A Victory for China
Monday, August 25, 2008
BEIJING, Aug. 24 -- The 2008 Summer Olympics closed Sunday night in a display of tightly scripted merriment and lavish fireworks, a final burst of pomp ending 17 days of sports and celebration that Chinese authorities organized with flawless precision and an unbending security clampdown.
Over two hours, Chinese organizers dazzled the 90,000 in attendance at the National Stadium. Placido Domingo sang a duet with Song Zuying, a favorite songbird of Communist Party elders; acrobats bounced about on pogo sticks; drums and drummers floated through the air; and a joyful parade of athletes waved flags from around the world.
In its scope and its splendor, the pageant proved yet again that China's Communist Party, while clinging to its Leninist political system, has accumulated the wealth and know-how to pull off a glittering Olympics worthy of a world power. The nation also showed itself able to field a team of impressive athletes, who walked away with 51 gold medals, more than the contingent from any other country.
Shortly before the Olympic flame was extinguished, British rock music ricocheted through the National Stadium, and David Beckham, the British soccer star, kicked a ball into the crowd from atop a double-decker bus. The theatrics symbolized London's ascendancy as host of the 2012 Summer Games, an event that seems destined to focus more clearly on sports and entertainment than the Beijing Games, which from the beginning were interpreted as a test of China's leaders and a chance to showcase the country's progress over the last three decades.
"These were truly exceptional games," Jacques Rogge, president of the International Olympic Committee, said in a speech closing the 29th Olympiad.
Indeed, the 2008 Games seemed likely to go down as a political as well as an athletic victory for China, reinforcing the image of party leaders as adroit managers of the world's largest nation on a double-step march toward greater prosperity. In the view of the Chinese, the appearance of dozens of foreign leaders during the Games, including President Bush, meant the world had effectively endorsed the Communist Party's rule, despite its continued political repression.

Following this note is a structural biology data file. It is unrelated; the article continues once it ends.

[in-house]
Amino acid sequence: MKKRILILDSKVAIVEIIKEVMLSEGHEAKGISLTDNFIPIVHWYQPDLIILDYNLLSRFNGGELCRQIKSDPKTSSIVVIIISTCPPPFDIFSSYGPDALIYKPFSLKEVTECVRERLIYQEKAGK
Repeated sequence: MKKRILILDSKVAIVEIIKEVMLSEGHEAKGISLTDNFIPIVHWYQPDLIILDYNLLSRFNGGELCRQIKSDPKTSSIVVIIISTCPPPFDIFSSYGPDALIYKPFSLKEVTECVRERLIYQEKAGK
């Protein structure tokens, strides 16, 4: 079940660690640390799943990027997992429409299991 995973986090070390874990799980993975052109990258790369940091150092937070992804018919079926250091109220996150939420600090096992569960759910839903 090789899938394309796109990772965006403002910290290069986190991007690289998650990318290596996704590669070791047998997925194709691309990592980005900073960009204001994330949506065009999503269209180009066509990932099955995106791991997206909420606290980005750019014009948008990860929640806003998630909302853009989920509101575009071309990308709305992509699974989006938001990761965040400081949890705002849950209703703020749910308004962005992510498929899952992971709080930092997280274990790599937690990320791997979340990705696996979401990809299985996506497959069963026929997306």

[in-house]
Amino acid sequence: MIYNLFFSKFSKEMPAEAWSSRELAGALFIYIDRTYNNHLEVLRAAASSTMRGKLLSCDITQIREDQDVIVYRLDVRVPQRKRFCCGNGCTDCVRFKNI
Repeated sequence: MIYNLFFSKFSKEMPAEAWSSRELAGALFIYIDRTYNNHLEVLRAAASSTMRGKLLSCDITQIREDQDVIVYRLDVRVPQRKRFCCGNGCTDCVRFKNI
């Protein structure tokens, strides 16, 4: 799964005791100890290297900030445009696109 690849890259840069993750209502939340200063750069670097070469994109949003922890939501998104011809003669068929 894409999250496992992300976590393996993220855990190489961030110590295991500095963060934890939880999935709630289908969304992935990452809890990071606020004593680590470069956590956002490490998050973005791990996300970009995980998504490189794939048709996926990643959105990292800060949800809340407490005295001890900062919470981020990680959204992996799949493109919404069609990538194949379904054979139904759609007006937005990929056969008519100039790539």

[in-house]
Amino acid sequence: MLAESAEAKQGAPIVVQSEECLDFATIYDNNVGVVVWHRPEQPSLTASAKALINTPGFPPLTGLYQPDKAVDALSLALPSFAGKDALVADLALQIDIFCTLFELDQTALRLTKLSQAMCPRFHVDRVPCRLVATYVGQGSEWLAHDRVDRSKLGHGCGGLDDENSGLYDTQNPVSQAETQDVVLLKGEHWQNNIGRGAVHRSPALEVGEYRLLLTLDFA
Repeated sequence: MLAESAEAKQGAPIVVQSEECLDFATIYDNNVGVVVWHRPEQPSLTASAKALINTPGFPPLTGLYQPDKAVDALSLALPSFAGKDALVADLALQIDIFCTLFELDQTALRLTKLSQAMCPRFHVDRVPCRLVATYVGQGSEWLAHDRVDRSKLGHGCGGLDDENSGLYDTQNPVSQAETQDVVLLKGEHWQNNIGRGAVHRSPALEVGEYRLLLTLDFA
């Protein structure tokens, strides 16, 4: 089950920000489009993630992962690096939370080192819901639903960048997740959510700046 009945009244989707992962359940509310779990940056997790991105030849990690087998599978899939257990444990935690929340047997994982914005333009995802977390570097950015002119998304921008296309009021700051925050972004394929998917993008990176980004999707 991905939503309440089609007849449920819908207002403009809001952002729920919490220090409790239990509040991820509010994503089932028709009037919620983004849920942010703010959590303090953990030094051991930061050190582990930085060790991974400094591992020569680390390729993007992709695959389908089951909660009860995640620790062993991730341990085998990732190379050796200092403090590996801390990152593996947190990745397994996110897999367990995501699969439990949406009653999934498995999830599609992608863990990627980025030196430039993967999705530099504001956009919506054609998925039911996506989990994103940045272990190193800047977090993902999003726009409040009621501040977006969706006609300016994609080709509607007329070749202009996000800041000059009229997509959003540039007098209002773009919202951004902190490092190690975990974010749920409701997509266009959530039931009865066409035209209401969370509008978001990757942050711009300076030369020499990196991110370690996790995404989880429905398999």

"The party state was clearly a winner in the eyes of the people," said David Shambaugh, a George Washington University China specialist who was in Beijing for the Games and who wrote a recently published book on the Chinese Communist Party.
The emphasis on China's national achievements was intense, responding to guidance from the Central Propaganda Department as well as spontaneous pride. The U.S. lead in the overall medal count was nearly ignored, for instance, in favor of China's winning tally of gold. In another example of the tone, the headline over a story on the success of Australia's Matthew Mitcham in a diving competition Thursday read: "Mitcham Ruins China's Clean Sweep in Diving."
"We won 51 gold medals," exulted Cheng Xue, a 25-year-old Beijing woman who attended the Closing Ceremonies. "It is a total breakthrough. We did a perfect job on security and provided good services to all the athletes."
Fei Shuyu, 28, an office employee in the capital, also judged the Olympics a great success but said she feared that excessive bragging about the gold medal count could lead foreigners to worry about China's rise as an economic power. "China should not get a swollen head," she said.
The government, however, was quick to congratulate itself for the results, eager to see the Olympic enthusiasm at home and abroad translated into increased support for the cautious mix of economic liberalization and one-party dictatorship that President Hu Jintao and his lieutenants call socialism with Chinese characteristics.
"The hosting of these games has boosted the Chinese people's self-esteem, enhanced national cohesion and reinforced the country's faith in pursuing peaceful development," said a commentary on the official New China News Agency.